Canada updates COVID-19 guidance to include risk of aerosol transmission

By Levon Sevunts
In a major departure from its previous advice, the Public Health Agency of Canada (PHAC) now says that the coronavirus can also be transmitted through tiny aerosol particles that could linger in the air, especially in enclosed spaces with poor ventilation.
The agency quietly updated its virus transmission guidance earlier on Tuesday, bringing them in line with the advice of the World Health Organization (WHO) and the U.S. Centers for Disease Control and Prevention (CDC).
“SARS-CoV-2, the virus that causes COVID-19, spreads from an infected person to others through respiratory droplets and aerosols created when an infected person coughs, sneezes, sings, shouts, or talks,” the updated guidance said.
“The droplets vary in size from large droplets that fall to the ground rapidly (within seconds or minutes) near the infected person, to smaller droplets, sometimes called aerosols, which linger in the air under some circumstances.”
However, the relative infectiousness of droplets of different sizes is not clear, PHAC noted.
“Infectious droplets or aerosols may come into direct contact with the mucous membranes of another person’s nose, mouth or eyes, or they may be inhaled into their nose, mouth, airways and lungs,” the updated guidance said.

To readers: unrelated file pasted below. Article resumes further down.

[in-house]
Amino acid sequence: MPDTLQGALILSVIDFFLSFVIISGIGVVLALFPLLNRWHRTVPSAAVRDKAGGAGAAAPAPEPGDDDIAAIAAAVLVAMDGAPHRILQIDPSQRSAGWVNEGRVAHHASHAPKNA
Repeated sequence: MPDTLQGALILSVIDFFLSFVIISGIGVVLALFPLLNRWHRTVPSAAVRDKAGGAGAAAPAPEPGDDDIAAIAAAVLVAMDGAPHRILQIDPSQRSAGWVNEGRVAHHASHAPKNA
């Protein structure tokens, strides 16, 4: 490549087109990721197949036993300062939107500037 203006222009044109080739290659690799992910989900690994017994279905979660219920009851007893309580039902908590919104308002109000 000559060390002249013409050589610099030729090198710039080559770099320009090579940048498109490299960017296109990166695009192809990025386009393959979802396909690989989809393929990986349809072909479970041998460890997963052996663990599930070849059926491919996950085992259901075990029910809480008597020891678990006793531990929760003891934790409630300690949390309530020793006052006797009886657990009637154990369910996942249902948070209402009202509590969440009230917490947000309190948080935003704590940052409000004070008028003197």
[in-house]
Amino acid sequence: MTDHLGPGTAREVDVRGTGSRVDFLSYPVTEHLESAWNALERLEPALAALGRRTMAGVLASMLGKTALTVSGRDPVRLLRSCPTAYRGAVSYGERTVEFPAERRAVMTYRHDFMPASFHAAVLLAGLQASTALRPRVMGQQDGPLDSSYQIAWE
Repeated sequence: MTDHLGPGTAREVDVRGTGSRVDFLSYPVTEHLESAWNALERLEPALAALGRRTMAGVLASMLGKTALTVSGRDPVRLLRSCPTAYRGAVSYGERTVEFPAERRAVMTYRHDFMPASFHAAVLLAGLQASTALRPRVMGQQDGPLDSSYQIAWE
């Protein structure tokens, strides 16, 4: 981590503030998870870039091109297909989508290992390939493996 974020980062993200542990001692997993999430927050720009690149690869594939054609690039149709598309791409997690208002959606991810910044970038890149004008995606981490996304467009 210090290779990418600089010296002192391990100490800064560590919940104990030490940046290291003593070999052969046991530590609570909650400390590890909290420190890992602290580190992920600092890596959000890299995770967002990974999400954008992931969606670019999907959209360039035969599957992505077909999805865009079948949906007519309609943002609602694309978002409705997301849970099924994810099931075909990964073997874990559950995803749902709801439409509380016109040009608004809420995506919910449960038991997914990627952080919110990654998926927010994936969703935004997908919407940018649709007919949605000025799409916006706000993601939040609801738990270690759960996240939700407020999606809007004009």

“The virus may also spread when a person touches another person (i.e., a handshake) or a surface or an object (also referred to as a fomite) that has the virus on it, and then touches their mouth, nose or eyes with unwashed hands.”
The federal agency’s guidelines previously said the virus spreads only through breathing in respiratory droplets, touching contaminated surfaces and common greetings like handshakes and hugs.
The change comes as Canada’s Chief Public Health Officer, Dr. Theresa Tam, urged Canadians to use three-layer masks to slow the spread of the coronavirus.
She also called on Canadians to “try to avoid the three Cs – close spaces with ventilation, crowded places with large numbers of people gathered and close contact situations where you can’t maintain physical distancing.”
Speaking at a press conference with Prime Minister Justin Trudeau on Tuesday, Tam said the science around the coronavirus transmission is constantly evolving, adding that Canadians need to be “flexible and adapting to new challenges.”
The WHO amended its guidelines in early July after coming under fire from more than 230 scientists who urged the UN health agency to update its advice on the possible aerosol transmission of the virus.
The CDC followed suit in early October.
With files from CBC News